> three spare AA's, not 8 or 12.
    >
    > 2. In fact you're already carrying an AA charger because of your
    > other
    > devices that use AA's, but for a lithium camera, you need a separate
    > charger. So you have to compare carrying two or three more AA's
    > ($2.50 each and interoperable with your other gear) with carrying
    > two
    > or three much more expensive proprietary batteries ($10 or so each
    > if
    > you are willing to deal with buying them on ebay, $20+ otherwise)
    > that
    > are incompatible with everything else, AND carrying another yet
    > charger.
    >
    > Conclusion: I want to stick with AA. Not lithium. Thanks.


    Plus which, if you carry three or four camera-specific battery packs,
    and use them up in a day, you'll be serial-charging for a while, just
    to get ready for the next day's activity. That takes time and
    attention better spent in other activities. If your supply of AAs
    works for a similar period, and they'll all fit in one charger at the
    same time, you're ahead of the game. I suppose you could carry several
    chargers for your proprietary power units.

    --
    Frank ess
    Frank ess, Mar 13, 2006
    #14
  15. Paul Rubin

    Paul Rubin Guest

    "Frank ess" <> writes:
    > Plus which, if you carry three or four camera-specific battery packs,
    > and use them up in a day, you'll be serial-charging for a while, just
    > to get ready for the next day's activity. That takes time and
    > attention better spent in other activities. If your supply of AAs
    > works for a similar period, and they'll all fit in one charger at the
    > same time, you're ahead of the game. I suppose you could carry several
    > chargers for your proprietary power units.


    I do have to serial-charge AA's sometimes, but with the Energizer 15
    minute NiMH charger, it doesn't take too long. Most dedicated lithium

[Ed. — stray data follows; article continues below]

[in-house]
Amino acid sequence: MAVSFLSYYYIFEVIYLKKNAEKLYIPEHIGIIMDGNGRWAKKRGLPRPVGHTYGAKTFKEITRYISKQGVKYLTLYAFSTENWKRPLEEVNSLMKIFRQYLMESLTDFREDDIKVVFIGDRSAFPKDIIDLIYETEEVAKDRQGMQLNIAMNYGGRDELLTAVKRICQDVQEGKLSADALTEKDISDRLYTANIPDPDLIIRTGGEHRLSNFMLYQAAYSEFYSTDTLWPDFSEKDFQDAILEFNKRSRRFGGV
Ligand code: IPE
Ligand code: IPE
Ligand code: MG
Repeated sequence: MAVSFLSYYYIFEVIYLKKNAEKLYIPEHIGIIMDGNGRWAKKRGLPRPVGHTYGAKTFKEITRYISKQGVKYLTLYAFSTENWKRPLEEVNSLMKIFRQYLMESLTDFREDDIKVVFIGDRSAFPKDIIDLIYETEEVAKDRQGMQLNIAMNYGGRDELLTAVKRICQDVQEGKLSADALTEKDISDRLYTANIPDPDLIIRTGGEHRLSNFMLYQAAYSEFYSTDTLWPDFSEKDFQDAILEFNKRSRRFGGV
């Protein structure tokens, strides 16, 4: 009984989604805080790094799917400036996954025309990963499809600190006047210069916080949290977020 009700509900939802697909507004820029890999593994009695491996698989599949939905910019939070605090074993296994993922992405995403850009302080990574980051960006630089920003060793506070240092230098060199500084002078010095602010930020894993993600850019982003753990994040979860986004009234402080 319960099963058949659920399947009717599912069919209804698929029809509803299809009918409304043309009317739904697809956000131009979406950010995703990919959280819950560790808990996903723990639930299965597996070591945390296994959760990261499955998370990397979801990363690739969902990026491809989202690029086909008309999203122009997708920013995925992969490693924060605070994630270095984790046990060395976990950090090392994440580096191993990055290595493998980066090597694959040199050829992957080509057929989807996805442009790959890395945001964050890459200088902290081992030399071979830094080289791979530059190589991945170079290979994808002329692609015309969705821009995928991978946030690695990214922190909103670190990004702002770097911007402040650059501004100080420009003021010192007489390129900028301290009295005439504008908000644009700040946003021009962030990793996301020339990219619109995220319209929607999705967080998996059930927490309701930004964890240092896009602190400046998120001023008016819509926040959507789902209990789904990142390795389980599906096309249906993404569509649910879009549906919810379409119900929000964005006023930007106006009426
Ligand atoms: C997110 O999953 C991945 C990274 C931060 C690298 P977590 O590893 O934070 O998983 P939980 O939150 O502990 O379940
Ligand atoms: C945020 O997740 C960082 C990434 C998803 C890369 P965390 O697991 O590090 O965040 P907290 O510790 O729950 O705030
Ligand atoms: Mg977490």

chargers take several hours.
    Paul Rubin, Mar 13, 2006
    #15
  16. Paul Rubin

    ASAAR Guest

    On 12 Mar 2006 15:51:33 -0800, Paul Rubin
    <http://> wrote:

    >> The E900 (9mp) is also fairly small and uses 2 AA cells.

    >
    > 9mp? Yowch!!! Not noise city?


    I mentioned that (9mp) knowing that you prefer low noise. Unlike
    Fuji's other new sensors, this one is probably a compromise, giving
    more resolution than the similar E550, possibly with comparable
    noise. I think Fuji should have gone for the higher ISO of the F10
    and F30, as 9mp with such a small sensor shouldn't do that
    resolution justice. I'm waiting for reviews of the S5200, not
    really expecting dramatic improvements in noise with higher ISOs.
    If I'm wrong, I'll consider replacing my 4mp S5100 with the 5mp
    S5200, and not because of the extra 1mp, as the S5100's resolution
    is more than adequate for me. If not I don't mind waiting to see
    what 2007 brings.


    > Thanks!


    You're welcome.
    ASAAR, Mar 13, 2006
    #16
  17. Paul Rubin

    Paul Rubin Guest

    ASAAR <> writes:
    > I'm waiting for reviews of the S5200, not
    > really expecting dramatic improvements in noise with higher ISOs.
    > If I'm wrong, I'll consider replacing my 4mp S5100 with the 5mp
    > S5200, and not because of the extra 1mp, as the S5100's resolution